The Labor party’s move to finally directly link healthcare with the National Broadband Network (NBN) is a welcome development, but may have come too late and does not go nearly far enough.
Stories by Trevor Clarke
Avnet has emerged as the buyer for ASX-listed itX and will pay $77.5 million to pick up the IT distributor.
Centrelink’s IT systems were hit by a quarter million spike in traffic in one day as a result of the Rudd Government’s stimulus measures, the Department of Human Services (DHS) deputy secretary of ICT infrastructure, John Wadeson has told business forum in Sydney.
Foreign investment in Australia’s telecommunications market will continue to be low if either side of politics do not force the structural separation of Telstra, the director of Telecom New Zealand has told a business forum in Sydney.
Policies on what the respective political parties would do on top of a faster broadband network infrastructure remain disappointingly absent, according to the Australian Information Industry Association (AIIA).
iiNet has joined Optus in expressing support for the Greens’ call for NBN Co to be kept in public hands, rather than sold off five years after its completion.
Four of Australia’s biggest Internet service providers (ISPs) have ripped into the Federal Opposition’s broadband policy as failing to provide a competitive market structure.
Speaking to Internode's carrier relations manager, John Lindsay, after the Opposition launched its broadband policy yesterday, I was struck by how often the debate around whether we need faster broadband than the market currently provides continues to ignore the concept of multiple devices, multiple users on one connection.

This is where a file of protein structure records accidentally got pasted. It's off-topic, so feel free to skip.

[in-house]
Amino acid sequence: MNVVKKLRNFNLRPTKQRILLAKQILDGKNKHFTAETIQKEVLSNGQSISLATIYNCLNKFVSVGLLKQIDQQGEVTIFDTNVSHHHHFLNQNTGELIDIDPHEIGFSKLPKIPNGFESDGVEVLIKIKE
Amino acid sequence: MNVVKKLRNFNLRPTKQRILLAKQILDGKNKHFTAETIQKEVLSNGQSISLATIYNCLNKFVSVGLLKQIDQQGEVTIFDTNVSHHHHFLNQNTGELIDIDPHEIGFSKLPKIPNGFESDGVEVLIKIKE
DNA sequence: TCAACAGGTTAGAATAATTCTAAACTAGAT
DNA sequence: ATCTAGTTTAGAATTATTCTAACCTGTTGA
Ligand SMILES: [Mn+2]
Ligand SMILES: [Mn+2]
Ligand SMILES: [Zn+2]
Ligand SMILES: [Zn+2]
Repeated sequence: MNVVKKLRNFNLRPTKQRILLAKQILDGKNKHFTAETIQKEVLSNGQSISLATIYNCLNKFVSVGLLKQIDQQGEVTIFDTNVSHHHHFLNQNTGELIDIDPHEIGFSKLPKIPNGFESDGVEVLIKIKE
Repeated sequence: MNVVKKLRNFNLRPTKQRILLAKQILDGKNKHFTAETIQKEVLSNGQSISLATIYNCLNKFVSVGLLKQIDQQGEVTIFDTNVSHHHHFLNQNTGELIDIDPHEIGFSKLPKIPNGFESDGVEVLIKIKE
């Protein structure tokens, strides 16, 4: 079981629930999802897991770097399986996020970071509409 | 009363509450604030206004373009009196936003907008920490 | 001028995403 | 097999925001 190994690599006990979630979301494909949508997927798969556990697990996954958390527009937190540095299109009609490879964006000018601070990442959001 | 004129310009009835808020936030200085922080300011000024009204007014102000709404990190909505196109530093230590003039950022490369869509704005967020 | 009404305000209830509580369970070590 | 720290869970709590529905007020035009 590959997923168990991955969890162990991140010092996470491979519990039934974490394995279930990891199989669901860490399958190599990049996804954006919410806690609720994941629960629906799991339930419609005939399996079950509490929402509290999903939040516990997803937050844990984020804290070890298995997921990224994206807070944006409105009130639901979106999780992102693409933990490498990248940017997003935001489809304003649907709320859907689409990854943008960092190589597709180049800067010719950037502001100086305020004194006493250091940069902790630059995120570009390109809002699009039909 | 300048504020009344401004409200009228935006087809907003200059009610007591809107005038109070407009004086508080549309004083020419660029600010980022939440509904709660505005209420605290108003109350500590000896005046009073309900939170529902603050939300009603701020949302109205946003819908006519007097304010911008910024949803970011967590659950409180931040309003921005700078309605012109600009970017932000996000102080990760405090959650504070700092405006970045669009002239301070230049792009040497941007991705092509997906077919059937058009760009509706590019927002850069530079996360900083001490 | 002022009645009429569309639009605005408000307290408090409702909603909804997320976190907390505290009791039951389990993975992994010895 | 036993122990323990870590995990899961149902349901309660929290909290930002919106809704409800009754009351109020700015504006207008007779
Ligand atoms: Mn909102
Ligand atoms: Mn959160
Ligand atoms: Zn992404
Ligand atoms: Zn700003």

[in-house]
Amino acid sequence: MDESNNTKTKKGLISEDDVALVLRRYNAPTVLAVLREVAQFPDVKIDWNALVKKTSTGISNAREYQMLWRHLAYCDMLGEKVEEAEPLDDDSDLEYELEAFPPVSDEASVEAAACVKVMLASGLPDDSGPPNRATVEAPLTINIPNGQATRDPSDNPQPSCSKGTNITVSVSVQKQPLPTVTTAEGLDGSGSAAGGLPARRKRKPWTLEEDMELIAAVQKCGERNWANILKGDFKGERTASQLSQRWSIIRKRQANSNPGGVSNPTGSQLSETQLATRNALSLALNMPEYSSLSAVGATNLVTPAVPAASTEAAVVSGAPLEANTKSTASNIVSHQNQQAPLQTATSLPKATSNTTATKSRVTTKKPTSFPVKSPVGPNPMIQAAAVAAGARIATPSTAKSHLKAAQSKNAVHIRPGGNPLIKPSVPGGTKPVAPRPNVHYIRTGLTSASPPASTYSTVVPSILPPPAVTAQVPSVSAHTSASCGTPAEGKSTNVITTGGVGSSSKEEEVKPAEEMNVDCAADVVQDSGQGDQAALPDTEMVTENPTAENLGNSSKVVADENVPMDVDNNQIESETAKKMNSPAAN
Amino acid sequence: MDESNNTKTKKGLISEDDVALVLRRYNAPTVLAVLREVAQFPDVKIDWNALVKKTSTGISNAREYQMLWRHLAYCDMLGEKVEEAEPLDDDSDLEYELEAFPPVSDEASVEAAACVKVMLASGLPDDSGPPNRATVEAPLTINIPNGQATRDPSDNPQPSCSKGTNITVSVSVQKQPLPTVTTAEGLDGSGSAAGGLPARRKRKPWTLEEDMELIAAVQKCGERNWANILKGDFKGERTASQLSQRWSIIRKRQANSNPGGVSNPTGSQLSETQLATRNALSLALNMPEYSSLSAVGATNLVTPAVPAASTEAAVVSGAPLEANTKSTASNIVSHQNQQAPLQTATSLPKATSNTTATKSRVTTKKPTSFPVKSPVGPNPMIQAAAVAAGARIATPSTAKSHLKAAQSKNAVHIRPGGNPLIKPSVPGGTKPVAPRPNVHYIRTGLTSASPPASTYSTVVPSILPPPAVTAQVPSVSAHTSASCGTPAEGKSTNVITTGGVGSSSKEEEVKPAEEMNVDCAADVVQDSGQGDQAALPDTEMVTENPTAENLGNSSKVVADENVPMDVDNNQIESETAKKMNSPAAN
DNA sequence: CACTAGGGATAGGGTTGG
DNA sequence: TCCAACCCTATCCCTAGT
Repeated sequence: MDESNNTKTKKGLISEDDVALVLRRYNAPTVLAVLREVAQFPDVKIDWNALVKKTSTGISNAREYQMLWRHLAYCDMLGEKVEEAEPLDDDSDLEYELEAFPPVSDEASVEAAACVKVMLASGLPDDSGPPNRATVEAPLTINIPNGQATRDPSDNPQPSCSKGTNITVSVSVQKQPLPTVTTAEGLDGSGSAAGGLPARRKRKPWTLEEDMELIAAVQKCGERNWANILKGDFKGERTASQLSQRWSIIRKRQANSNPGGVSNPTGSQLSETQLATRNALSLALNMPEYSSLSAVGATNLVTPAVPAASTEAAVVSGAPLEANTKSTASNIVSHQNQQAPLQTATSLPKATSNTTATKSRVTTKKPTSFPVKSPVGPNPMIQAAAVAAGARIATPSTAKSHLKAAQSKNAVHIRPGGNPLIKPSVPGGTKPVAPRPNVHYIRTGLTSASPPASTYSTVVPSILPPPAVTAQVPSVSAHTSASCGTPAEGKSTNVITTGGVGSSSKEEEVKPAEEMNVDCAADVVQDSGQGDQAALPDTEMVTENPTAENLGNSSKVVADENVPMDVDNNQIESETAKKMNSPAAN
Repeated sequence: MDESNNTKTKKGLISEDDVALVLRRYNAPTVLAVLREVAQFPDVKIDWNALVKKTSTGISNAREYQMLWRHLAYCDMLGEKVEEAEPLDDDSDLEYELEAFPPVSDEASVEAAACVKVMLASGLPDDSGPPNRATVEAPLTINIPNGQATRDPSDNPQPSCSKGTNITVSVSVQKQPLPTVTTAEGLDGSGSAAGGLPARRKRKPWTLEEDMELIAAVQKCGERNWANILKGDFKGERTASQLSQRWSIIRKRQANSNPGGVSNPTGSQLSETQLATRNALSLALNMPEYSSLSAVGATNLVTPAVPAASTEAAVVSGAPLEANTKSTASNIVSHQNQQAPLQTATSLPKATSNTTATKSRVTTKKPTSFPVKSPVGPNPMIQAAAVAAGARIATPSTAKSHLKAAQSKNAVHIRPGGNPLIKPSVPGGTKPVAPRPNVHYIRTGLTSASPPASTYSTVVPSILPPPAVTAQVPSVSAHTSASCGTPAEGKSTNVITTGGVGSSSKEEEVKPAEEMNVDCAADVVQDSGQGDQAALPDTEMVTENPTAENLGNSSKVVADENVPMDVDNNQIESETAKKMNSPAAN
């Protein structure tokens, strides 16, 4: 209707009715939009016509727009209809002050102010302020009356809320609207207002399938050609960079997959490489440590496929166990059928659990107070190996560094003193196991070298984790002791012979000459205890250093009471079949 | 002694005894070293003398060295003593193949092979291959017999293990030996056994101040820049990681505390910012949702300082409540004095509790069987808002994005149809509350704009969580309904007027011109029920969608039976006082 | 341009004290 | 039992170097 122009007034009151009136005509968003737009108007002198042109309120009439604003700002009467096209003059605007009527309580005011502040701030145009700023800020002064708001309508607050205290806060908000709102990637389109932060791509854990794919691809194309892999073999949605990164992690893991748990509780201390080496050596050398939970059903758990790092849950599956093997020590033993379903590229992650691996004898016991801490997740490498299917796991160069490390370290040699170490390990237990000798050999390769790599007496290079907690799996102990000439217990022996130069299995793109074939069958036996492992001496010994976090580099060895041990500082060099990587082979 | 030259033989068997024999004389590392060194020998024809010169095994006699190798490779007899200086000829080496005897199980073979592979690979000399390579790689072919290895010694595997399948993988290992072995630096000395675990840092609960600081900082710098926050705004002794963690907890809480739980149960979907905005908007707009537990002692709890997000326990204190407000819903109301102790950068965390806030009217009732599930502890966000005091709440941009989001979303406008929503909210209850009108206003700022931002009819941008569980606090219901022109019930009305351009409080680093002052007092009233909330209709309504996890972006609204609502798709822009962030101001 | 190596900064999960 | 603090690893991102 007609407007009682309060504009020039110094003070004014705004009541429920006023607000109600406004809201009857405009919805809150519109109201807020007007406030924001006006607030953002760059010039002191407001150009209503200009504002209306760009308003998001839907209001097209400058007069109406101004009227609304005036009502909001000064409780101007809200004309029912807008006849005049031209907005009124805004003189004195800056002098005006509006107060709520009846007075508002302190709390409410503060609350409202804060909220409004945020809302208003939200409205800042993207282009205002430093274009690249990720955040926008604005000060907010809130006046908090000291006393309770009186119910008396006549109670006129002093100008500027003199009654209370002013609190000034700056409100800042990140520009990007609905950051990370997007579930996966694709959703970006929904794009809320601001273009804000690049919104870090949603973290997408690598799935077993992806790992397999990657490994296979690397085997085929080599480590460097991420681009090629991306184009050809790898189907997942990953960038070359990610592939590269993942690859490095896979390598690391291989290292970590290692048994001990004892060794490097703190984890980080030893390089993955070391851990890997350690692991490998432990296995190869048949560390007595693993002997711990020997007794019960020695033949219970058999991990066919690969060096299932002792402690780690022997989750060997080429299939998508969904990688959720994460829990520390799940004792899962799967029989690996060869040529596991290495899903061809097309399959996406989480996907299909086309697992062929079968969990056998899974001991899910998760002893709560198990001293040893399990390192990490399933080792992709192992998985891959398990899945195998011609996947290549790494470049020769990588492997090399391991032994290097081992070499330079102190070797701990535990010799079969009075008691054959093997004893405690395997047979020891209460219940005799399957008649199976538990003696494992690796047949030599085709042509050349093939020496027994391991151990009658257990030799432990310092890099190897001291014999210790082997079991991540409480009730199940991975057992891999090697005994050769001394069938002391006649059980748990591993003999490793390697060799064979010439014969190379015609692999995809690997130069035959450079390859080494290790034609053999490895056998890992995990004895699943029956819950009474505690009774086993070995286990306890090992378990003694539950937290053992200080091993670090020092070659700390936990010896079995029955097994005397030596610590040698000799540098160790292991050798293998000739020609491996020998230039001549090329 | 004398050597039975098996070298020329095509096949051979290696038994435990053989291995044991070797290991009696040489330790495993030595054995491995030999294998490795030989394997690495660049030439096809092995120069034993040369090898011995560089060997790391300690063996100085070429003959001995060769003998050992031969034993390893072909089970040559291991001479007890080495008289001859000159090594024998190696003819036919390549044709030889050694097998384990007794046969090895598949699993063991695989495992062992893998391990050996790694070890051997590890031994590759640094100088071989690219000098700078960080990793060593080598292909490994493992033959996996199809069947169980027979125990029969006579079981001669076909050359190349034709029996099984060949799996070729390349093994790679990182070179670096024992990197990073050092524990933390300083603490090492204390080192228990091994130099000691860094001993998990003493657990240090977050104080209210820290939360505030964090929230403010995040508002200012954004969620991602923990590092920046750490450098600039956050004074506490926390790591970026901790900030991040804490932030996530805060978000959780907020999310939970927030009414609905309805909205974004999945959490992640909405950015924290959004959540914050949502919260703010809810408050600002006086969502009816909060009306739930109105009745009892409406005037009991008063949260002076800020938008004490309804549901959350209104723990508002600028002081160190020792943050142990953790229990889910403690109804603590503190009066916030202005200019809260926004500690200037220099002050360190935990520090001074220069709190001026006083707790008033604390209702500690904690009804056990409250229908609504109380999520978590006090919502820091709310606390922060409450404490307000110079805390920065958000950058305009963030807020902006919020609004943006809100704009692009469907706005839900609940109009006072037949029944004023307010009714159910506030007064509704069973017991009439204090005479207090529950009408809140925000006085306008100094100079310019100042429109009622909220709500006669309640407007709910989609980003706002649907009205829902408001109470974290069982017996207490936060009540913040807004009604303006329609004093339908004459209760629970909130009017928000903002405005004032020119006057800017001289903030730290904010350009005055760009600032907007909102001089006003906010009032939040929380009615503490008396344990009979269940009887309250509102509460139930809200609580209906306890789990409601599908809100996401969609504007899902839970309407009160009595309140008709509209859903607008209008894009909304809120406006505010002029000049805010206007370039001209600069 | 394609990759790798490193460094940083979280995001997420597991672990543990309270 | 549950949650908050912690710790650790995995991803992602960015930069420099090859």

Watching the Opposition party announce their alternative broadband policy and the performance of shadow communications minister, Tony Smith, during a debate on ICT issues at the National Press Club was at times excruciatingly painful.
The lack of provisions for creating an even broadband playing field in the Opposition's recently announced policy is a glaring oversight that could create a multi-speed and uneven economy.
The Opposition’s decision to rely on a mix of technologies to deliver faster broadband infrastructure as part of its recently-announced policy could create major integration headaches for both telecommunications and ICT companies.
The Federal Opposition’s broadband policy will not provide greater competition and will make the market “worse”, according to the Competitive Carriers Coalition (CCC).
A leading telecommunications analyst has slammed the Federal Opposition's broadband policy announced today as lacking vision and leadership.
The Australian Information Industry Association (AIIA) has published an open letter calling on all political parties to stop the short-term nature of the election discourse to focus more on digital foundations for our economic future.
Malcolm Turnbull’s recent claim that Australians will not want a 100Mbps connection, as offered under Labor's National Broadband Network, ignores the entire history of our access to the Internet and is recklessly misleading.